A review from our concert in Lincoln Nebraska 9/27/15


Lincoln Journal Star:

As part of the Chinese Culture Festival at the University of Nebraska-Lincoln, the Shanghai Quartet presented arrangements of Chinese folk music paired with Romantic-era string quartets Sunday afternoon at the Lied Center for Performing Arts. The Shanghai Quartet boasts an impressive long-term international reputation and has recorded more than 30 albums. The quartet consists of first violinist, Weigang Li; second violinist, Yi-Wen Jiang; violist Honggang Li; and cellist, Nicholas Tzavaras.

Mendelssohn’s “String Quartet No. 6 in F minor, Op. 80″ opened the program. The first crescendo of quick and precise passagework was meticulously together. Of particular note was the accelerando at the end of the first movement, which was well-together and perfectly timed. The dance character of the second movement was exceptional as well.

Next were selections from one of the group’s most popular albums, “China Song,” which featured a delightful set of traditional Chinese folk songs, arranged for string quartet by their second violinist Yi-Wen Jiang. The avant-garde “Song of the Ch’in” (1982) by Zhou Long opened the second half. This piece featured clicking, tapping and glissando effects which resembled the “Ch’in,” a traditional Chinese instrument.

Last on the program was Grieg’s “String Quartet No. 1 in G minor, Op. 27.” The ensemble really captured the sense of drama to the piece. The cello feature at the end of the first movement was quite remarkable. Overall, the quartet maintained a great sense of balance, blend and clarity to the rousing finish at the end.

For an encore the Shanghai Quartet presented another arrangement of a Chinese folk tune, a serene picturesque piece with cadenzas resembling bird calls. The group was very well-received, a sparkling jewel to the UNL Chinese Culture Festival..

Jeramiah Johnson

A review from the Casals Festival in Prades, France, 8/2015

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For those who do fancy the concept, the Shanghai Quartet recently recorded the controversial Fourth Piano Concerto arrangement, recorded live and in studio with some wonderful playing by the Lithuanian pianist Muza Rubackytė; the result is warmly appealing and quite overwhelming in times in its intimate distillation of Beethoven’s large-scale outpouring of song.
The evening’s pièce de résistance was inevitably the Shanghai Quartet’s Beethoven’s intensely serious laying out of the succession of terse, epigrammatic bits and pieces of melody and absolute fury that is the shortest of composer’s 16 full-fledged quartets, revealing rather than forcing, letting the music speak from the composer’s burning heart and keenly analytical head, in the city where after his self-imposed exile from Franco’s Spain, Casals continued to keep music’s spirit burning pure and bright.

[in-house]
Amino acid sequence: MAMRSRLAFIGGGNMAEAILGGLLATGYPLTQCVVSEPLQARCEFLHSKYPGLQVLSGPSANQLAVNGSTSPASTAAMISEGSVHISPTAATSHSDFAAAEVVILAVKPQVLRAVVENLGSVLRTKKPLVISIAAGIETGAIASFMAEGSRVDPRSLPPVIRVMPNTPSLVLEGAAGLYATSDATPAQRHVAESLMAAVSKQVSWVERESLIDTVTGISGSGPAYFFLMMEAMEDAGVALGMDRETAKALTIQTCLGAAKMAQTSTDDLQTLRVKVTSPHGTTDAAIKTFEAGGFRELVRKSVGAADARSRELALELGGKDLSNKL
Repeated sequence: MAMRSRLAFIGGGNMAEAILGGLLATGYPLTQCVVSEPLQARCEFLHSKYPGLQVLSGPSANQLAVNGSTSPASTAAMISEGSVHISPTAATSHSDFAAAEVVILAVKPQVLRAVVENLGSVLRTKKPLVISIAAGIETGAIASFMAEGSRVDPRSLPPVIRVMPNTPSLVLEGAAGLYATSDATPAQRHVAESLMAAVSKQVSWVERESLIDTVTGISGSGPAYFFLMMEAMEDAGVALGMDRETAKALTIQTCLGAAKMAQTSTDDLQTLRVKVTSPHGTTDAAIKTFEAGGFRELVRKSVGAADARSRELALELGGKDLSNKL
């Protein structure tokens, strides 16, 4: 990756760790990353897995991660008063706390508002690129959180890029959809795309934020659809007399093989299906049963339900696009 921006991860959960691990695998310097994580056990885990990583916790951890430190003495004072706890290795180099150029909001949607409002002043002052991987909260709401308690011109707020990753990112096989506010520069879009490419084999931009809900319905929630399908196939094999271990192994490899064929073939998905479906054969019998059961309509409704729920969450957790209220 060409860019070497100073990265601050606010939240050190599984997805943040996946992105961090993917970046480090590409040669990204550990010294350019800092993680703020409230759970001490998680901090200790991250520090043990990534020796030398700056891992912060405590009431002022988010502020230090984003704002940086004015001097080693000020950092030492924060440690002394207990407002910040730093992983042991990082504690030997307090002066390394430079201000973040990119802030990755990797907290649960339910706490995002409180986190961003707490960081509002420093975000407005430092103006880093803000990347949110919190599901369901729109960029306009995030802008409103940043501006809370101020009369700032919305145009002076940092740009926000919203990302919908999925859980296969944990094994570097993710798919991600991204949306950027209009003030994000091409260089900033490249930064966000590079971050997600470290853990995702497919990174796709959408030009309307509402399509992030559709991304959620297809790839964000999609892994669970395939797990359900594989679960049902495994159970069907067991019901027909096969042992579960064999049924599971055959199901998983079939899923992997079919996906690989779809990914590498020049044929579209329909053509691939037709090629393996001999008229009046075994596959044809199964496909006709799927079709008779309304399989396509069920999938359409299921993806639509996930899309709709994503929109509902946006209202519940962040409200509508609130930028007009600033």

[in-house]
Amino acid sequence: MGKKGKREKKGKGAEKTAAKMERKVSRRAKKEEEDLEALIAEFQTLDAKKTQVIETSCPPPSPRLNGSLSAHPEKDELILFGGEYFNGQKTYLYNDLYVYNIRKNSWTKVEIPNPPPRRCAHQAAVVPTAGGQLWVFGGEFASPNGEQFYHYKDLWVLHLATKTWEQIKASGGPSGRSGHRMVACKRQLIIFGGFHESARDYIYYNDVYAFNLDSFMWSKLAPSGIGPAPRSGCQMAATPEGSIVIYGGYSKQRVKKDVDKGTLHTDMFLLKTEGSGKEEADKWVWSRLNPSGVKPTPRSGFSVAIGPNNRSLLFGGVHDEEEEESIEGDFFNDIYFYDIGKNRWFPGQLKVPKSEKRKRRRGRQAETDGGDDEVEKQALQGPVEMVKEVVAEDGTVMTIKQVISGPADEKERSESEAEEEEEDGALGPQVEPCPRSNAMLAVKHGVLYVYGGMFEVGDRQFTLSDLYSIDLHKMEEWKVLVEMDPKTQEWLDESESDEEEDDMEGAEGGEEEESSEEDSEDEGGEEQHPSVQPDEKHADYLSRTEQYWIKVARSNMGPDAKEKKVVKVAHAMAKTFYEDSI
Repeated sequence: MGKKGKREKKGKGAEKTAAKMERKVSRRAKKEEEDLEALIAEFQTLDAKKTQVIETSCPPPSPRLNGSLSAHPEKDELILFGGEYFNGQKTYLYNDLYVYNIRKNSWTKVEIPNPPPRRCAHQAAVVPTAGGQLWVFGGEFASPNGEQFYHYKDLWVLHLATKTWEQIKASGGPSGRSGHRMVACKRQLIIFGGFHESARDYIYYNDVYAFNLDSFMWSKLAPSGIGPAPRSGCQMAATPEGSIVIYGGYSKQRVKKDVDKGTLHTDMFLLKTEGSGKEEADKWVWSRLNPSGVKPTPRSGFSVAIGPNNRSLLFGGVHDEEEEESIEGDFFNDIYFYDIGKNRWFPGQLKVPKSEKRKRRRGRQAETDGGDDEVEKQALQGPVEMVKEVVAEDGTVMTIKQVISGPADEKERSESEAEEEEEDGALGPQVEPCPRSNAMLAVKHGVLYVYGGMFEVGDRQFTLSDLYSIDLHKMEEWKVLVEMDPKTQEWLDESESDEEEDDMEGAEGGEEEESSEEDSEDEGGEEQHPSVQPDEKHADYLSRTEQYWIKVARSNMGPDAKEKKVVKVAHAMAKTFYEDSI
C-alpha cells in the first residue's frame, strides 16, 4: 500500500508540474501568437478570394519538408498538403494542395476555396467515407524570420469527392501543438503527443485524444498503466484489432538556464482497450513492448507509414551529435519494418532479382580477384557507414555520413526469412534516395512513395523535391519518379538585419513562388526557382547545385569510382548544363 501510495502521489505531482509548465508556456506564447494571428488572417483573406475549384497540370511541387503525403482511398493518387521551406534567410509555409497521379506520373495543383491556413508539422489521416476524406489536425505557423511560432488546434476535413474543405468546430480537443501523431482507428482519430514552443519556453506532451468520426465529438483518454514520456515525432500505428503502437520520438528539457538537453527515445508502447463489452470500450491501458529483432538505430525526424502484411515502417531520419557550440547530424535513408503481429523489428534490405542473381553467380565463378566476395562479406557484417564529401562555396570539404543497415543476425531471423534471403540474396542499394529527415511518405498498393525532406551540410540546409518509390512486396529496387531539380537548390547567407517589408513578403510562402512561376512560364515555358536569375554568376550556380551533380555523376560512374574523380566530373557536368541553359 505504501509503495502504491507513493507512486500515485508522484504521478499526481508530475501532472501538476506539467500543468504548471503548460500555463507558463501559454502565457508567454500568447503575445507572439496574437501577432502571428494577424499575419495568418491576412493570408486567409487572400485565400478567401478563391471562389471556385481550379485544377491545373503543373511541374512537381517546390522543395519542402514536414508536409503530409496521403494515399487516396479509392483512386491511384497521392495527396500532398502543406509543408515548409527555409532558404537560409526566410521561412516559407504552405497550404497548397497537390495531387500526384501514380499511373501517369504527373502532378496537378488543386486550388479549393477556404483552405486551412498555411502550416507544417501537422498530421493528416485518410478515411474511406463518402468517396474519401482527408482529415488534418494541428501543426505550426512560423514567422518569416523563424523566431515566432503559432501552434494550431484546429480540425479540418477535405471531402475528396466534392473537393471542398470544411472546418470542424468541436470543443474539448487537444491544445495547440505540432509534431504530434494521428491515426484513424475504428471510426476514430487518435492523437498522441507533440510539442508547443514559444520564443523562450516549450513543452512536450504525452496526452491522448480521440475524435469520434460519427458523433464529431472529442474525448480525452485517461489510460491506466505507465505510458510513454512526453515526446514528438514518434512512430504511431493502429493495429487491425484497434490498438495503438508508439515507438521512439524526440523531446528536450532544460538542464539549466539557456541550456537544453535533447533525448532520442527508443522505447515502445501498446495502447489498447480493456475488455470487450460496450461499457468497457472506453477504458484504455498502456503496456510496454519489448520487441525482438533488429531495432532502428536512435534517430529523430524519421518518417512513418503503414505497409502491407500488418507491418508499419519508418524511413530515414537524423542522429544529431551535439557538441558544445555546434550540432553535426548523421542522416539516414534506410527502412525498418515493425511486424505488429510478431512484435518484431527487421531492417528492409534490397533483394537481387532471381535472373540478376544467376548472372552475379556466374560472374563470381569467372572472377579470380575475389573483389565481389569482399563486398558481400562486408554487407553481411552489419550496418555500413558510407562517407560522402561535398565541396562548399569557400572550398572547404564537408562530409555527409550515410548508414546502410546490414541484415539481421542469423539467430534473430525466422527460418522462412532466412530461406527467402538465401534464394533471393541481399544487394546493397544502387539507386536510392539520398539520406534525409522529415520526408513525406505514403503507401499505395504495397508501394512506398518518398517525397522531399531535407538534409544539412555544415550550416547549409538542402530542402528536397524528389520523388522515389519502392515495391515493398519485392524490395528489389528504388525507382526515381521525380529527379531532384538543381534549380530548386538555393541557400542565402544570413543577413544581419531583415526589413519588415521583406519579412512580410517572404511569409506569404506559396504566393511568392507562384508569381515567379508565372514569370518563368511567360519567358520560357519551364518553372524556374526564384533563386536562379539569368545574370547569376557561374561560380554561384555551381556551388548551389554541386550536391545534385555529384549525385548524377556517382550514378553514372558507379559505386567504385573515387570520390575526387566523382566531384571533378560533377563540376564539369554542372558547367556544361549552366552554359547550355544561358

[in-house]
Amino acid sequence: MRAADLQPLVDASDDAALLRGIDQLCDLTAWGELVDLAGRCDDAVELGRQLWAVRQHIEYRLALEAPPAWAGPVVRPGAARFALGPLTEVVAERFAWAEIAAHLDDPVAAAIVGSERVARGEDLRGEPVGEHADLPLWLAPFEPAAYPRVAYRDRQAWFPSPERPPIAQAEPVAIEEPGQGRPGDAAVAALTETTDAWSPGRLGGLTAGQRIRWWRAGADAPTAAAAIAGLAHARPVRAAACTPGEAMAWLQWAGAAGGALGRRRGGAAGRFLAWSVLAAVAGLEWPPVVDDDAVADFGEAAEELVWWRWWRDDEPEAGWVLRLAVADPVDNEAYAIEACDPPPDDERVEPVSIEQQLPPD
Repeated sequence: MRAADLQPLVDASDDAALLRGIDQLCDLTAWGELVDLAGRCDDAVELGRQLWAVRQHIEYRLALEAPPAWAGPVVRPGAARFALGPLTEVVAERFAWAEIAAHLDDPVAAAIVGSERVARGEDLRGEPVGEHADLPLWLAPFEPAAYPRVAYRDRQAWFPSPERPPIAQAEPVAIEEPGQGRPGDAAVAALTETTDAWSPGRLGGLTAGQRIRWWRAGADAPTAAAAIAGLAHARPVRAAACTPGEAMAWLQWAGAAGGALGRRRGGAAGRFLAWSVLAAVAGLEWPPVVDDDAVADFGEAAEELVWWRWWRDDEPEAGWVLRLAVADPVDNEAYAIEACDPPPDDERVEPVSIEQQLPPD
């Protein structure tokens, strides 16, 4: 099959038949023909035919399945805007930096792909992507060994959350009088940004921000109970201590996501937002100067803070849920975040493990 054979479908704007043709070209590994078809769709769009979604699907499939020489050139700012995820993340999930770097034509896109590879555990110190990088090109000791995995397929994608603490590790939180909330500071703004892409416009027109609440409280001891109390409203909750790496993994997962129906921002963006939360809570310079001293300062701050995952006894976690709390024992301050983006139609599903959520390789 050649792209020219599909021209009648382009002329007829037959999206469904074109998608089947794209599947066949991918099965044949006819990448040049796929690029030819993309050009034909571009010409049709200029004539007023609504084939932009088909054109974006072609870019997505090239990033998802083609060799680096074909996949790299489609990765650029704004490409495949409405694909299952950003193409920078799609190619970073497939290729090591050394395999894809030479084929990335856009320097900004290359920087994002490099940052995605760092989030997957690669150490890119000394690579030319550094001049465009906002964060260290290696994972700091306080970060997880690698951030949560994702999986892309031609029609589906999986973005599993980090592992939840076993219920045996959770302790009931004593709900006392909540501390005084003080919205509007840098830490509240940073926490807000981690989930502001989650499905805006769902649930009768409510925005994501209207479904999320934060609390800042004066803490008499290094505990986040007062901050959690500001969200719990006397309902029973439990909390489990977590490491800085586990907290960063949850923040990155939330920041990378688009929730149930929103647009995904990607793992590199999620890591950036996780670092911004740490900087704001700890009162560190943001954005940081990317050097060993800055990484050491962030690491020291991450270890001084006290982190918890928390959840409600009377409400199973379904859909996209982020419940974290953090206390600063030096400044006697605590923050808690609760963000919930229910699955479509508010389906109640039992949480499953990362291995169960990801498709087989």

A summer review from the Rockport Chamber Music Festival

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read the review here

Shanghai Quartet becomes cultural ambassadors


A lovely article in the local paper in Syracuse NY in anticipation of our upcoming visit to the Skaneateles Festival!!


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World Premiere: Du Yun’s Tattooed in Snow

On February 8, 2015 the Shanghai Quartet will premiere Du Yun’s Tattooed in Snow, commissioned by Peak Performances, Montclair Sate University. This work explores the temporary, fragile crystallization of art in nature and in space, often formed by the repetition of a small idea processed over a long period of time. The players of the Shanghai become four pillars of a musical space; a chant begins to move among them, layers, repeats and takes shape in the manner of a sculpture in sand or snow.

This work is inspired by these delicate art forms as well as chant and poetry, building on Du Yun’s work with both visual and spoken-word artists. This piece will provide a different kind of platform for the Shanghai Quartet and their audience: an experience drawn from one of the richest resources of western music.

The Shanghai Quartet has a long history of championing new music with 27 commissions and world premieres over 30 years.

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